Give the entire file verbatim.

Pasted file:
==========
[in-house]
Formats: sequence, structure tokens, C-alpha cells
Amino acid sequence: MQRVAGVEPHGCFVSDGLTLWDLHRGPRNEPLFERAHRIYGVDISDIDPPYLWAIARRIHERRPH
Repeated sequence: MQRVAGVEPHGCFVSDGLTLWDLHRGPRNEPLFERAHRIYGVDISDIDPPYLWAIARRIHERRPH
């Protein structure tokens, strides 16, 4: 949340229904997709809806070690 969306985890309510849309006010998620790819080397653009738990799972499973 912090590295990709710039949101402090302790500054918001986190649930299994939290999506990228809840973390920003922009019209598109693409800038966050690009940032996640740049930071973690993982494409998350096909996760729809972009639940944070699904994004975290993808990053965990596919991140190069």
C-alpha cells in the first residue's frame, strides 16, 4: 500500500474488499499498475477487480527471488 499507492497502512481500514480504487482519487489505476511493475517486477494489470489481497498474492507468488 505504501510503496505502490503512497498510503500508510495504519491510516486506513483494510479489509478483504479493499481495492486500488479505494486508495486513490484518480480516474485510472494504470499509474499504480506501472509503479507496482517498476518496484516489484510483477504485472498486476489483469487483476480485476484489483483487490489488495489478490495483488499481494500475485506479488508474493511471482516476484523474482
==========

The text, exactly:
[in-house]
Formats: sequence, structure tokens, C-alpha cells
Amino acid sequence: MQRVAGVEPHGCFVSDGLTLWDLHRGPRNEPLFERAHRIYGVDISDIDPPYLWAIARRIHERRPH
Repeated sequence: MQRVAGVEPHGCFVSDGLTLWDLHRGPRNEPLFERAHRIYGVDISDIDPPYLWAIARRIHERRPH
């Protein structure tokens, strides 16, 4: 949340229904997709809806070690 969306985890309510849309006010998620790819080397653009738990799972499973 912090590295990709710039949101402090302790500054918001986190649930299994939290999506990228809840973390920003922009019209598109693409800038966050690009940032996640740049930071973690993982494409998350096909996760729809972009639940944070699904994004975290993808990053965990596919991140190069």
C-alpha cells in the first residue's frame, strides 16, 4: 500500500474488499499498475477487480527471488 499507492497502512481500514480504487482519487489505476511493475517486477494489470489481497498474492507468488 505504501510503496505502490503512497498510503500508510495504519491510516486506513483494510479489509478483504479493499481495492486500488479505494486508495486513490484518480480516474485510472494504470499509474499504480506501472509503479507496482517498476518496484516489484510483477504485472498486476489483469487483476480485476484489483483487490489488495489478490495483488499481494500475485506479488508474493511471482516476484523474482